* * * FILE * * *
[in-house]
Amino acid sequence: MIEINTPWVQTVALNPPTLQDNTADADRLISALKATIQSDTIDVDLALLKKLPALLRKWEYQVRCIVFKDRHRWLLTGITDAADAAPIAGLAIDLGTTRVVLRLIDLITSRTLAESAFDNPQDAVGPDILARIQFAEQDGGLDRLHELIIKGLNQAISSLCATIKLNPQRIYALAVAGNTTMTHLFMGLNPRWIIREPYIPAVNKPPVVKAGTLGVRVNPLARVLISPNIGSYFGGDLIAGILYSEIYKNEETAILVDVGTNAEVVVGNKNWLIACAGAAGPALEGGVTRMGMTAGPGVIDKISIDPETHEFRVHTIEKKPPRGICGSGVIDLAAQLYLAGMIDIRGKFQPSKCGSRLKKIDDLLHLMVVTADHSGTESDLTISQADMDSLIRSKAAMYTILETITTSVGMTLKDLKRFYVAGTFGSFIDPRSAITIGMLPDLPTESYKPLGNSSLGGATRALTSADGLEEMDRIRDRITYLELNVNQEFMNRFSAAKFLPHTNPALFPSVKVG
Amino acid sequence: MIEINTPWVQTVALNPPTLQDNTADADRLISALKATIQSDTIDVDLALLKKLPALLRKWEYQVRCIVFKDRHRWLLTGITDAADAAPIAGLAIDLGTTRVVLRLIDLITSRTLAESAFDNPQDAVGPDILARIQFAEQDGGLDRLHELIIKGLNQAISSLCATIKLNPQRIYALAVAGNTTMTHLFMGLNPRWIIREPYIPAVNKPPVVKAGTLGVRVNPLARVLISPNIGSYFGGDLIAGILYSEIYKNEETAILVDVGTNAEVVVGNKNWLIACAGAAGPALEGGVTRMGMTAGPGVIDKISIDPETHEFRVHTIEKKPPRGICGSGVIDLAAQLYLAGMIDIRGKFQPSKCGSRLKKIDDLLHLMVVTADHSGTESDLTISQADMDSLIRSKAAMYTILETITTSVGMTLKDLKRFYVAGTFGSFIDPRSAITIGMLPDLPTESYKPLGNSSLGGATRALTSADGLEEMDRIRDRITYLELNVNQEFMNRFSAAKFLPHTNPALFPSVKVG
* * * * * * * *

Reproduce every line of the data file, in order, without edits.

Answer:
[in-house]
Amino acid sequence: MIEINTPWVQTVALNPPTLQDNTADADRLISALKATIQSDTIDVDLALLKKLPALLRKWEYQVRCIVFKDRHRWLLTGITDAADAAPIAGLAIDLGTTRVVLRLIDLITSRTLAESAFDNPQDAVGPDILARIQFAEQDGGLDRLHELIIKGLNQAISSLCATIKLNPQRIYALAVAGNTTMTHLFMGLNPRWIIREPYIPAVNKPPVVKAGTLGVRVNPLARVLISPNIGSYFGGDLIAGILYSEIYKNEETAILVDVGTNAEVVVGNKNWLIACAGAAGPALEGGVTRMGMTAGPGVIDKISIDPETHEFRVHTIEKKPPRGICGSGVIDLAAQLYLAGMIDIRGKFQPSKCGSRLKKIDDLLHLMVVTADHSGTESDLTISQADMDSLIRSKAAMYTILETITTSVGMTLKDLKRFYVAGTFGSFIDPRSAITIGMLPDLPTESYKPLGNSSLGGATRALTSADGLEEMDRIRDRITYLELNVNQEFMNRFSAAKFLPHTNPALFPSVKVG
Amino acid sequence: MIEINTPWVQTVALNPPTLQDNTADADRLISALKATIQSDTIDVDLALLKKLPALLRKWEYQVRCIVFKDRHRWLLTGITDAADAAPIAGLAIDLGTTRVVLRLIDLITSRTLAESAFDNPQDAVGPDILARIQFAEQDGGLDRLHELIIKGLNQAISSLCATIKLNPQRIYALAVAGNTTMTHLFMGLNPRWIIREPYIPAVNKPPVVKAGTLGVRVNPLARVLISPNIGSYFGGDLIAGILYSEIYKNEETAILVDVGTNAEVVVGNKNWLIACAGAAGPALEGGVTRMGMTAGPGVIDKISIDPETHEFRVHTIEKKPPRGICGSGVIDLAAQLYLAGMIDIRGKFQPSKCGSRLKKIDDLLHLMVVTADHSGTESDLTISQADMDSLIRSKAAMYTILETITTSVGMTLKDLKRFYVAGTFGSFIDPRSAITIGMLPDLPTESYKPLGNSSLGGATRALTSADGLEEMDRIRDRITYLELNVNQEFMNRFSAAKFLPHTNPALFPSVKVG